A reader lives a thousand lives before he dies . . . The man who never reads lives only one.” — George R.R. Martin
Reading more was part of my goals for 2018 and I’ve averaged 1.3 books per month over the course of this year. This is an improvement but my goal is to double this number next year and diversify the genre and subject matter of books I’m reading. I’ve found it to be a very effective method for refining existing thoughts, mental models and bringing diverse thought to new areas in an effort to challenge my assumptions around what have become established processes and muscle memory for tackling day to day business challenges.
I’ve outlined below the top 10 books that have influenced how I think about the world in 2018.
Number 1 - High Growth Handbook by Elad Gil
The High Growth Handbook by Elad Gil functions as a founder/operator bible to scaling challenges experienced during rapid company growth. The book incorporates all of the operator experience built up by Elad working with companies like Airbnb, Twitter, Google, Instacart, Coinbase, and Square. The topics covered in this book range from the role of CEO, board management, hiring and firing, IPO’s, M&A and product management.
My favourite chapters feature Marc Andressen on scaling (pay special attention to his view of moats & drawbridges), Reid Hoffman on board management and Naval Ravikant on late stage funding with many more operators, founders and VC’s featured throughout.
Read if you’re looking for a scaling playbook, this is it
Number 2 - Blitzscaling by Reid Hoffman
Blitscaling is all about the set of best practices and methodologies created from day zero and embedded in companies that operate at hyper scale. The book focuses on the various stages of growth companies must graduate through as they go from product idea — product market fit — channel market fit — scale & beyond but more particularly how operating cadence, executional muscle and internal mindset must evolve in order to be successful.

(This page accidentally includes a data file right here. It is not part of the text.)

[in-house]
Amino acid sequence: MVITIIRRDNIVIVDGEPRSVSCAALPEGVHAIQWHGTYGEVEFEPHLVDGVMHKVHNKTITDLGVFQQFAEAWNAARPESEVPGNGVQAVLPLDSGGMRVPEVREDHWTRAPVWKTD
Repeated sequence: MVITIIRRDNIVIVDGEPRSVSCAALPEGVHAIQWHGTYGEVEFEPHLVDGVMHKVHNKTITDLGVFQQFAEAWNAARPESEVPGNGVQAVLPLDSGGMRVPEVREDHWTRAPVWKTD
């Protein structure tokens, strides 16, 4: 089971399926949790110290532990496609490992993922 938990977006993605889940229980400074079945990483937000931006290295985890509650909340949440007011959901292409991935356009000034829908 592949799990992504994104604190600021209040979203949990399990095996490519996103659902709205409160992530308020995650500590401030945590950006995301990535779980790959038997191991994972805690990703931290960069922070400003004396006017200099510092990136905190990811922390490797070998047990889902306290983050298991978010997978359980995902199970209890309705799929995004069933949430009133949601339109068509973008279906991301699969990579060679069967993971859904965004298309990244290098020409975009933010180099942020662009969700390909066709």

There are a bunch of great topics across all functional areas from the role of founder, company culture, business model design and growth strategies.
Read if you’re looking for a set of techniques for aggressively and sustainably achieving hyperscale.
Number 3 - The Art of War by Sun Tzu
This book had been on my list for a long time and finally got around to reading it following a recommendation from a guest on my podcast Michelle Kennedy founder of Peanut app. The Art of War was written 2500 years ago by Chinese military general & philosopher Sun Tzu and is as relevant today for competitive business strategy as it was upon it’s creation for war.
The book is broken down into 13 chapters that address everything from strategy formulation & execution to competitive analysis and scenario planning. A chapter on strategy formulation is amongst my favourites ‘let your plans be dark and impenetrable as night, and when you move, fall like a thunderbolt.”